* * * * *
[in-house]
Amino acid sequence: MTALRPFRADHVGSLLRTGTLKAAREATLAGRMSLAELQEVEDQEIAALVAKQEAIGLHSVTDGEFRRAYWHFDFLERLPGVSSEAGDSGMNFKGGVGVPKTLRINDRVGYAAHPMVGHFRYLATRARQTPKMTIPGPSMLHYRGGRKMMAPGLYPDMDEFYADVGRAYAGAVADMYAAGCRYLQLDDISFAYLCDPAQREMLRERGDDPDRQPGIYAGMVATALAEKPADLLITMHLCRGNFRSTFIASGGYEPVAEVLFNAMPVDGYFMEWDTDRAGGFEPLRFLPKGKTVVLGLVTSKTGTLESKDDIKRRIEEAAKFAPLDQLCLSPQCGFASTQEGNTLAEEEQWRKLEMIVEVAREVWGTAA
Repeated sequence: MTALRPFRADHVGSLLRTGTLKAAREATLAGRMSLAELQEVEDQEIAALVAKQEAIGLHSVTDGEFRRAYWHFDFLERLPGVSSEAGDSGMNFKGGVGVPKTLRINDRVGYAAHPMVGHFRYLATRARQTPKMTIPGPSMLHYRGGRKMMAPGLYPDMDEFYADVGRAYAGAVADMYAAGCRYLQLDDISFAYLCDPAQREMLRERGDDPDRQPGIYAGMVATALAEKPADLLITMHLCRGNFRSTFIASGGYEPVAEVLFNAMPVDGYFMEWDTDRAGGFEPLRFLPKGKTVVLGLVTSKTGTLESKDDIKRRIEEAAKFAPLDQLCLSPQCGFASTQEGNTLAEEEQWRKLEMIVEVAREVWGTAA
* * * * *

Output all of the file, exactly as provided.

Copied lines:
[in-house]
Amino acid sequence: MTALRPFRADHVGSLLRTGTLKAAREATLAGRMSLAELQEVEDQEIAALVAKQEAIGLHSVTDGEFRRAYWHFDFLERLPGVSSEAGDSGMNFKGGVGVPKTLRINDRVGYAAHPMVGHFRYLATRARQTPKMTIPGPSMLHYRGGRKMMAPGLYPDMDEFYADVGRAYAGAVADMYAAGCRYLQLDDISFAYLCDPAQREMLRERGDDPDRQPGIYAGMVATALAEKPADLLITMHLCRGNFRSTFIASGGYEPVAEVLFNAMPVDGYFMEWDTDRAGGFEPLRFLPKGKTVVLGLVTSKTGTLESKDDIKRRIEEAAKFAPLDQLCLSPQCGFASTQEGNTLAEEEQWRKLEMIVEVAREVWGTAA
Repeated sequence: MTALRPFRADHVGSLLRTGTLKAAREATLAGRMSLAELQEVEDQEIAALVAKQEAIGLHSVTDGEFRRAYWHFDFLERLPGVSSEAGDSGMNFKGGVGVPKTLRINDRVGYAAHPMVGHFRYLATRARQTPKMTIPGPSMLHYRGGRKMMAPGLYPDMDEFYADVGRAYAGAVADMYAAGCRYLQLDDISFAYLCDPAQREMLRERGDDPDRQPGIYAGMVATALAEKPADLLITMHLCRGNFRSTFIASGGYEPVAEVLFNAMPVDGYFMEWDTDRAGGFEPLRFLPKGKTVVLGLVTSKTGTLESKDDIKRRIEEAAKFAPLDQLCLSPQCGFASTQEGNTLAEEEQWRKLEMIVEVAREVWGTAA